The long term goals of our research are to identify mechanisms that contribute to the formation and maintenance of photoreceptor outer segments. The goal of this proposal is to explore the regulation of small GTPases that belong to the ARF-like family of proteins and their effect on early development of cilia and photoreceptor outer segment morphogenesis. Interestingly, mutations in small GTPases and their regulators are linked to blindness and syndromic diseases. Our study will also focus on the need for small GTPases in protein trafficking and will test if these GTPases are needed in adult photoreceptors. We will use a combination of unique animal models, cell culture models and in vitro biochemical analyses to comprehensively address the requirement for GTPases and their regulation in ciliated cells including photoreceptors. Our proposed studies are aligned with the Retinal Diseases Program of the NEI to ?Identify the genes involved in both inherited and retinal degenerative diseases (including RP), determine the pathophysiological mechanisms underlying these mutations, and determine new potential therapeutic strategies for treatment such as gene transfer, tissue and cell transplantation, growth factor therapy, and pharmacological intervention?. Our proposed studies have clinical implications, such as therapy for mutations in small GTPases that lead to blindness, and which are not currently available.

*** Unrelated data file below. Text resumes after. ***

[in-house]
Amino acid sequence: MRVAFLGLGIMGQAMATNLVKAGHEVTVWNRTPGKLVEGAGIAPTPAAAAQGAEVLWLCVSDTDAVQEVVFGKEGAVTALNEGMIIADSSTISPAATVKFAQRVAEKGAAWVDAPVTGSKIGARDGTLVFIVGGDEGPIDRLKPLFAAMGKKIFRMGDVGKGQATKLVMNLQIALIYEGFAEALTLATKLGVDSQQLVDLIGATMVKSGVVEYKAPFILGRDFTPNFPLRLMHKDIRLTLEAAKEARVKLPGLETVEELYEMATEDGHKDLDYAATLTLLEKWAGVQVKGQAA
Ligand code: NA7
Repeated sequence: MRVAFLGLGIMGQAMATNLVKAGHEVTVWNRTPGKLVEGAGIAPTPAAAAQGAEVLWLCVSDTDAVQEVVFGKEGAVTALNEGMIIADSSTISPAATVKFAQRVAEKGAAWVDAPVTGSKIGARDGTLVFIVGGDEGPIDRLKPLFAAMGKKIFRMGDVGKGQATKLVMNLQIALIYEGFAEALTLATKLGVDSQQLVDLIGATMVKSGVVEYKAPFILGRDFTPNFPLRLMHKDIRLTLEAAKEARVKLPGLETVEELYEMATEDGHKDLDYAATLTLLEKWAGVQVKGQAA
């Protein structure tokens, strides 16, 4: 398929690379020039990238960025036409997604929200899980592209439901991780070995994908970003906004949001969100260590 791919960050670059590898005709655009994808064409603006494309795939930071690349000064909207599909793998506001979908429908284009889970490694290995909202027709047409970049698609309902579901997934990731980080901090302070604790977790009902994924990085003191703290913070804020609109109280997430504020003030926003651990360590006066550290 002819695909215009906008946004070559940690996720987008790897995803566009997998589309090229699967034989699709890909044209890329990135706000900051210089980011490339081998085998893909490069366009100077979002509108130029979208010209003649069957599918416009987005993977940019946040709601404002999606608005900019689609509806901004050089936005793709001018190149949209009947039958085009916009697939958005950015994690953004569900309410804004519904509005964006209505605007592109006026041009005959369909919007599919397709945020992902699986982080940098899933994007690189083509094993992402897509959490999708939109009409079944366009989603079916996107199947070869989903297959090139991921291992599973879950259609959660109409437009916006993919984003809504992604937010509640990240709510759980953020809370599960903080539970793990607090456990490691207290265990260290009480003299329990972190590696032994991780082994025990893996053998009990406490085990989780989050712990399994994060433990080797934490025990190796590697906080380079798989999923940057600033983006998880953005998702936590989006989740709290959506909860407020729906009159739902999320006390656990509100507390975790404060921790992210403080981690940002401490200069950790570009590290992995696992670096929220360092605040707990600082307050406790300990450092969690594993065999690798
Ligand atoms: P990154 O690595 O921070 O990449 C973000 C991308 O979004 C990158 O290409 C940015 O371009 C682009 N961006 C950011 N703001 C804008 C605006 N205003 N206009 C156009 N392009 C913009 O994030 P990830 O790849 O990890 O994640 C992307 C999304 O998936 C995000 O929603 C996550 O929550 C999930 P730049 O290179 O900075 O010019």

This project is aimed at identifying the need for small GTPases in light-sensing photoreceptor cells with the hope of identifying novel therapies for patients with Joubert and/or other syndromic diseases that can cause blindness.
|Moye, Abigail R; Singh, Ratnesh; Kimler, Victoria A et al. (2018) ARL2BP, a protein linked to retinitis pigmentosa, is needed for normal photoreceptor cilia doublets and outer segment structure. Mol Biol Cell 29:1590-1598|
|Wright, Zachary C; Loskutov, Yuriy; Murphy, Daniel et al. (2018) ADP-Ribosylation Factor-Like 2 (ARL2) regulates cilia stability and development of outer segments in rod photoreceptor neurons. Sci Rep 8:16967|